Today, Oct. 19, is the deadline to register to vote in the Nov. 3 election.
To be eligible to vote, a person must have registered 15 days before Election Day.
However, anyone can vote on Election Day if they are a U.S. citizen and a California resident, are 18 years old or older, are not in state or federal prison or on parole for a conviction on a felony, and have not been found by a court to be mentally incompetent to vote.
Locally, in the mayor’s race incumbent Terry Tornek is squaring off against Councilmember Victor Gordo.
At the local education level, three Pasadena Board of Education seats will also be decided in a plurality election.
Important measures that could have significant fiscal impacts on the area are up to a vote as well.
Measure P would allow voters to decide whether to maintain the longstanding utility transfer to the general fund, totaling $18 million. The elimination of these funds would impact 911 first-responders, health programs for the community, senior services, homeless services, housing programs, and street repair.
Measure P does not increase fees or create a new tax.
The Pasadena Unified School District has placed Measure O, a $500 million facilities bond measure, on the ballot. If passed, the bond would result in a property tax increase across the school district, which includes Pasadena, Altadena, and Sierra Madre.
The Los Angeles County Registrar-Recorder/County Clerk’s Office instructs residents to register in one of the following ways: Mail a completed voter registration form, which can be obtained by picking up a form at most government buildings; in person at one of the county registrar recorder (RR) and county clerk (CC) offices, or most government buildings; call (800) 481-VOTE, 800-815-2666, Option 2.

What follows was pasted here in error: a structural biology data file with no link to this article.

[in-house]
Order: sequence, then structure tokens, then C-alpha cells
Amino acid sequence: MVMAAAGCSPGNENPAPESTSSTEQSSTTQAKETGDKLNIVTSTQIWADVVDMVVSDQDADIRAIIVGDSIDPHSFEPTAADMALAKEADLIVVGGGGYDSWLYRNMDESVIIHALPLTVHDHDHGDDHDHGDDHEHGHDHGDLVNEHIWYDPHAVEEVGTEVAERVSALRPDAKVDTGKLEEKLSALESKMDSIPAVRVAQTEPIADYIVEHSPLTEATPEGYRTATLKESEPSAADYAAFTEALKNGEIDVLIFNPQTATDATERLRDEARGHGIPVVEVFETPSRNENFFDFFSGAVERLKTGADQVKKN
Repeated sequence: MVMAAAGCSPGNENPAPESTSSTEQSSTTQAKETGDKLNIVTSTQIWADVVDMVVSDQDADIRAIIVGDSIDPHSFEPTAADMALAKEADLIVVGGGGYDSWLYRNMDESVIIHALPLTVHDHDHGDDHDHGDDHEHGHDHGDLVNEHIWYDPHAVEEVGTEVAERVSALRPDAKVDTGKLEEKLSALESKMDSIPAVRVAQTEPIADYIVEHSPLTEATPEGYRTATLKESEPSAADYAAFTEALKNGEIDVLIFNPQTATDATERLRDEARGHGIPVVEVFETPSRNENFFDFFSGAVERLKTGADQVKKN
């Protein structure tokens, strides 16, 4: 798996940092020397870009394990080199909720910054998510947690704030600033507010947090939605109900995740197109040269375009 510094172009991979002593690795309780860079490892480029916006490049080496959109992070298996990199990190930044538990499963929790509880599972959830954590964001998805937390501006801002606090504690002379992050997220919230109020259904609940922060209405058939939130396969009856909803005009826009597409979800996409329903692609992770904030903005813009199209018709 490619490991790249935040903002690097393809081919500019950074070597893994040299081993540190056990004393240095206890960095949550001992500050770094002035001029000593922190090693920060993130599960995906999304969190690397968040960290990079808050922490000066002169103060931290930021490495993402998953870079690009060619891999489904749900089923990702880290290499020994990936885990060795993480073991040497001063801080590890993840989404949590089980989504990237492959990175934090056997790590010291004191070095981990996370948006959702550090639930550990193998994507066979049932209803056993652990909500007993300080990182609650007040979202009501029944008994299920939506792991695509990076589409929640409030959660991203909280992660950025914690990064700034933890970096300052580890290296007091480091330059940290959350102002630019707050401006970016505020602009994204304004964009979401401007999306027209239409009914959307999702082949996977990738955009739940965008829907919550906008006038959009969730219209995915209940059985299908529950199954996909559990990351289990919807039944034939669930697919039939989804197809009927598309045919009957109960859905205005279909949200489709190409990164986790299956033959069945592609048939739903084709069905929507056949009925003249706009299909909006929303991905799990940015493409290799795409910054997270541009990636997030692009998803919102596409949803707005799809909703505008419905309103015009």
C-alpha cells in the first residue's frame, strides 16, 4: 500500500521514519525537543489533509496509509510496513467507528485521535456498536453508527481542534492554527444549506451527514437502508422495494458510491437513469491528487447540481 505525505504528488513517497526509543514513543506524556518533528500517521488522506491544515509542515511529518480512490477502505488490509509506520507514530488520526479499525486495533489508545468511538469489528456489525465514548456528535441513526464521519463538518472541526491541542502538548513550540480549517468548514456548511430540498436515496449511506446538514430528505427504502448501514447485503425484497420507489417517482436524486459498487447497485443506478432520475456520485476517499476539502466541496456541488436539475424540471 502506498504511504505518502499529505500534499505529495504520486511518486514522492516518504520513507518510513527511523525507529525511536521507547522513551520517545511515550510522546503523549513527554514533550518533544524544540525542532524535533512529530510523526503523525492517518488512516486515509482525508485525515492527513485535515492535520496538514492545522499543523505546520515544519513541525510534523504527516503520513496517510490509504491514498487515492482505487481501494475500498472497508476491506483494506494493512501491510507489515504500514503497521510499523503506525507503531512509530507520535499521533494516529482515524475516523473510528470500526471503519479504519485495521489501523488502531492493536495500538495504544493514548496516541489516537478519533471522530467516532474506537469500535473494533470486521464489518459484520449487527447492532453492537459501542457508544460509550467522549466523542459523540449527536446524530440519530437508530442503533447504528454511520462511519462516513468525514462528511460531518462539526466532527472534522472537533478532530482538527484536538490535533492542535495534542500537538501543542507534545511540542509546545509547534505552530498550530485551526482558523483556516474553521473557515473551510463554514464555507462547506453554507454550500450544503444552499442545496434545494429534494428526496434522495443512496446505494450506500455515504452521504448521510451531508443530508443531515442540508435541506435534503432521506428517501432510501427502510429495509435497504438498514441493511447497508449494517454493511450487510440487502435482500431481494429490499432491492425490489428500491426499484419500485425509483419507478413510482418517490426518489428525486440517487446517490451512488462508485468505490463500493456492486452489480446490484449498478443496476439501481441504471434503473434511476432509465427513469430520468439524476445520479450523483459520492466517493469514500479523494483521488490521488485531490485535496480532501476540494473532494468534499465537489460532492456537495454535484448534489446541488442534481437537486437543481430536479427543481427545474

Officials have said a number of citizens who thought they had registered to vote through the Department of Motor Vehicle (DMV) may not be registered.
Although people checked the box on the DMV form indicating they wanted to register to vote, many did not complete the attached voter registration form, which must be completed and signed in order to be valid.
People who were previously registered in Los Angeles County and have not re-registered since moving back can vote at the polling place for their new address. They will be asked to vote by provisional ballot and provide their new address and previous address on the provisional ballot envelope.
All registered voters in California have been issued mail-in ballots, which will be counted if postmarked by Nov. 3.
Registered voters in Los Angeles County will be able to cast their ballots in person starting Oct. 24 at any of the county’s more than 760 vote centers.
Social distancing will be in place and masks must be worn while at the voting centers, although individuals wishing to vote and unwilling to wear a mask will be allowed to vote curbside, according to the RR/CC.
Additionally, voters can fill out sample ballots online and receive a QR code that can be scanned at the polls to speed up the process.
More information on the election, including the ability to check voter registration status and voting locations, is available at lavote.net.